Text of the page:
25 posted on 02/27/2013 8:28:47 AM PST by chimera
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To: SomeCallMeTim

answers:
‘The Social Security Trust Fund was established in 1939 to receive monies collected for Social Security through payroll taxes. The monies in this fund are managed by the Department of the Treasury; they are not, nor have they ever been, put into the “general operating fund.”

However, the Social Security Act specifies that the monies in the fund may “be invested in securities backed by the full faith and credit of the Federal government,” such as treasury bills, treasury notes, and treasury bonds, as well as special issue bonds. So, essentially, the government can “invest” Social Security funds by lending them to itself, then spending that money on programs not related to Social Security (e.g., defense, foreign aid, education). This has always been the case.

During the Johnson administration, Social Security and other Federal programs that operate through trust funds were counted officially in the budget. This did not mean that it was actually part of the general fund, rather that it was finally recorded as part of the budget.’

THIS is propaganda.


26 posted on 02/27/2013 8:30:05 AM PST by griswold3 (Big Government does not tolerate rivals.)
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To: Lancey Howard
You have already established that you do not want to cut spending. You have yet to state how you intend to pay for entitlement programs.

Oh, and the article has a little flaw in it. Part of the “stimulus” package that bush signed went to schools. Now a large part of their budget is funded by the federal government. For many schools, the biggest portion of the budget is from the State, then the Federal, and finally the district.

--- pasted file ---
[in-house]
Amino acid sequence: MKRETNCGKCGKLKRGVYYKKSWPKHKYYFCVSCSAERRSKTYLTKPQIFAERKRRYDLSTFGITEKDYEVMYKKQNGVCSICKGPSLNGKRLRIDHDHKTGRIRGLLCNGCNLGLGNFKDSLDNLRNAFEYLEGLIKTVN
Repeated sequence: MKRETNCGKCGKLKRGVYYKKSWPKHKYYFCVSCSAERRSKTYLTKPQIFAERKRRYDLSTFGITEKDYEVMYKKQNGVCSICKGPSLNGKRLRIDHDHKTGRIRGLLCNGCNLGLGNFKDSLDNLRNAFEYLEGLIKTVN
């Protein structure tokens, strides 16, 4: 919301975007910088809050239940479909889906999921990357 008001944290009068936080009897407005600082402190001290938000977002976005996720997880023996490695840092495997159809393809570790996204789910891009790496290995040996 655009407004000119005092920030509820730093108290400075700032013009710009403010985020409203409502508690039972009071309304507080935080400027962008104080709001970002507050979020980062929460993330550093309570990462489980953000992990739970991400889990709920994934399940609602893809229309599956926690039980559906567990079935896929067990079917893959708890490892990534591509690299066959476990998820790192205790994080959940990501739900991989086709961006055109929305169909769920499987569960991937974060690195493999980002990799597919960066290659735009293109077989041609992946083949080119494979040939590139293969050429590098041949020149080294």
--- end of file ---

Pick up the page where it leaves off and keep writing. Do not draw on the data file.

All are going to get cut, or taxes have to go up. Same with SS. The money is not there.

And thank you for the ping (not being sarcastic).

27 posted on 02/27/2013 8:40:24 AM PST by redgolum ("God is dead" -- Nietzsche. "Nietzsche is dead" -- God.)
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To: goldstategop
SS is a tax. It goes into the general fund. It is a tax, and the money you paid in (and I have) was spent shortly after it was taken in.

Now all the current SS payout is coming from the yearly budget. There is no lock box, and hasn't been for decades (more than likely since before you started working).

No one really wants to admit that, but it is the truth.

28 posted on 02/27/2013 8:50:50 AM PST by redgolum ("God is dead" -- Nietzsche. "Nietzsche is dead" -- God.)
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To: redgolum

Here’s my reply from last night again, since you missed it the first time:

Why would anybody tell those who have dumped money down the government toilet their entire working lives they now won’t be getting their own SS checks?

Before fooling around with Social Security, first cut off the illegal aliens; then the bums, deadbeats, and parasites who comprise the Democrat party base; then tell the government unions to go suck eggs - - no more “public sector” unions “negotiating” with corrupt politicians for their Rolls Royce pensions and perks; then get rid of all the redundant agencies and worthless, ineffective bureaucracies and departments such as the Department of Education. (How many hundreds of billions of dollars are we up to?)

First, clean up the mess and only THEN talk to me about more taxes.
Starve the beast.

Your answer BEGINS with, “Taxes must be raised.” I maintain you belong back on the liberal Democrat site you came from.


29 posted on 02/27/2013 9:02:15 AM PST by Lancey Howard
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To: SeekAndFind

If this is not generational theft, who is going to pay for all this spending and borrowing? Perhaps it is the tooth fairy.


30 posted on 02/27/2013 9:13:37 AM PST by cpdiii (Deckhand, Roughneck, Mud Man, Geologist, Pilot, Pharmacist. THE CONSTITUTION IS WORTH DYING FOR!)
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To: griswold3
RE :”What will it take for the ‘Progressives’ to realize Social Security is a tax, not ‘insurance’. The money’s already been spent. There is no ‘lock box’. It’s been that way since August 14, 1935.

Did ya see the freeper who lectured me above that SS was a retirement savings account?

SS serves some positive ( LESS EVERY DAY) purpose but anyone thinking that the gubment is saving their taxes in an account for them is just foolish or dishonest or both.

The government is not setup to save money, it is setup to take and spend money and usually for votes,